2016-11 - 2 Thessalonians Study
Letters to a Young Church ~ Prelude to the Epistle
As we continue studying Paul's letters to the Thessalonians, we now begin to look at 2 Thessalonians.
Introduction and Prelude to the Epistle
- I Fire and Brimstone
- A. The Prelude to the Epistle
- B. The Praise for Excellence
- C. The Punishment of the Enemy D. The Prayer of Exhortation
Introduction: Even Paul found himself wanting to boast about those he considered as his own children, the Thessalonians. It was the early 50’s, (AD) and Paul was in Corinth. He had just been informed that
“… The Thessalonians were continuing to grow and to remain faithful to Christ in spite of persecution.” 1
On the other hand
“… False teaching concerning the day of the Lord had entered the church and was causing confusion and leading some of the Christians to quit their jobs in expectation of the Lord’s return.” 2
And it was in light of these facts, that Paul sat down to pen what we refer to as the second letter to the Thessalonians. As with the Thessalonians, what he taught should encourage us.
First he identified the Thessalonians past progress, (Chapter 1). Next he wanted to correct a current error, (Chapter 2). Finally he encouraged them with the promise of a positive future, (Chapter 3).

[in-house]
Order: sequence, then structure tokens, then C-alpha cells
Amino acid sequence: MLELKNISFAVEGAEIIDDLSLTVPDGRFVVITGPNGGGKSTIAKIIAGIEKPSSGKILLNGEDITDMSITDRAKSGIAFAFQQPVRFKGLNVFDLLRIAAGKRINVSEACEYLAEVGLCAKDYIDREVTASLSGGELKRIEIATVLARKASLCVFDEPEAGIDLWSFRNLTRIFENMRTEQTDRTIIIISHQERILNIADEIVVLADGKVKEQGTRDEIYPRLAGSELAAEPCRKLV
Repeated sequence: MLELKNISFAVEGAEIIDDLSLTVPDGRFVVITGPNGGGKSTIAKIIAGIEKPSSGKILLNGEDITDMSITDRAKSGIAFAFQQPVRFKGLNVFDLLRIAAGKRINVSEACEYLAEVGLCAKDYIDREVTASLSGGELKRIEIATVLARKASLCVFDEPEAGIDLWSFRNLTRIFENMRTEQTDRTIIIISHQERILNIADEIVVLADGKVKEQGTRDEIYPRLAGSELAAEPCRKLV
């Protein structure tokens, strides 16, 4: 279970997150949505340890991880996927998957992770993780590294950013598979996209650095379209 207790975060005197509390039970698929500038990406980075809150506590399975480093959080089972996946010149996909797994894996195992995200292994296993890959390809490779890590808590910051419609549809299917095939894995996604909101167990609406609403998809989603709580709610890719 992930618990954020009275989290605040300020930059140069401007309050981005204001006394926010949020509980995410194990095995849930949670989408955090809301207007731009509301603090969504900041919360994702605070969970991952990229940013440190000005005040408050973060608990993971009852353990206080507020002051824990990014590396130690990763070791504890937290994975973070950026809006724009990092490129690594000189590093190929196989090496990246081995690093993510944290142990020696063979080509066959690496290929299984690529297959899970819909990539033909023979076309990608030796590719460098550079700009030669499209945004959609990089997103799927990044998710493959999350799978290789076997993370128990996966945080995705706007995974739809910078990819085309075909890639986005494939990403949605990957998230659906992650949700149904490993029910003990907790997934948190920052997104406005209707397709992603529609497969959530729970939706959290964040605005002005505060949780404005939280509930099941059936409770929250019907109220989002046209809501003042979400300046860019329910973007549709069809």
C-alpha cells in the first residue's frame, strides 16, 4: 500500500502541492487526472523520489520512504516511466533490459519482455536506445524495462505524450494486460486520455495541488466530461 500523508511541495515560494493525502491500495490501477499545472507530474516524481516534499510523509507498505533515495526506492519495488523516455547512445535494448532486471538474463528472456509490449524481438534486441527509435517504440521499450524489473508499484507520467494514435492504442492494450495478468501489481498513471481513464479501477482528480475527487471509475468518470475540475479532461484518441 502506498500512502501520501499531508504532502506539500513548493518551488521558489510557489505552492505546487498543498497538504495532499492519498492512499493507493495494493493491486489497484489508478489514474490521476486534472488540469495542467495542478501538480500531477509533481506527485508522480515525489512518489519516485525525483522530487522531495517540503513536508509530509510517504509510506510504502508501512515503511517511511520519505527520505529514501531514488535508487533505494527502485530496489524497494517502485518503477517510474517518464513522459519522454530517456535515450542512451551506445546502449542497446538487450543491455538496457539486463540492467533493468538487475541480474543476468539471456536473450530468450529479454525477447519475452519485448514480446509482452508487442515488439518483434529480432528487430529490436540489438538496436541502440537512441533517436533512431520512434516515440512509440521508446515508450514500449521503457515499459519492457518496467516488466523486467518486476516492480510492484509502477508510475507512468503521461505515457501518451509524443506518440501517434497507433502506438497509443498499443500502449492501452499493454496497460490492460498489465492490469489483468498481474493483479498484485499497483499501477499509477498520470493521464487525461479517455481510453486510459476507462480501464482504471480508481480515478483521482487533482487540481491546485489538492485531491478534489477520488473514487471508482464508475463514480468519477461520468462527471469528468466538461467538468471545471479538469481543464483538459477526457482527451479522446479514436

This morning we will look at the Thessalonians past progress and the factors involved in their hope and confidence. We will find the same truths that were a comfort to these early believers are just as truthful and just as much a comfort for us today. But is there actually comfort in the idea of “Fire and Brimstone?”
- The Prelude to the Epistle
Paul opens the letter with a greeting, similar to a number of his other letters. He points out that the message comes not just from him, but from Silas, or Silvanus, and Timothy. He writes based on their relationship to God the Father and the Lord Jesus Christ, the one Who is the basis of salvation.
With grace and peace, Paul addresses the letter to the believers. These are the Greek and Hebrew greetings. They each have specific significance. The grace charis refers to:
“the act of God in Christ whereby man’s sin is put away and salvation made available as a free gift.” 3
Peace is the Hebrew shalom, and here doesn’t refer to the absence of war or turmoil, but:
“… is concerned with ‘wholeness’, ‘soundness’, and signifies prosperity in the widest sense, especially prosperity in spiritual things.” 4
- Constable, Thomas L., The Bible Knowledge Commentary, “2 Thessalonians,” Victor Books, 1987, p. 713.
- Morris, Leon, Tyndale New Testament Commentaries, “1 and 2 Thessalonians,” Inter-Varsity Press, 1983, p. 33.
To be continued.
All verses are from the English Standard Version (ESV) unless otherwise noted.
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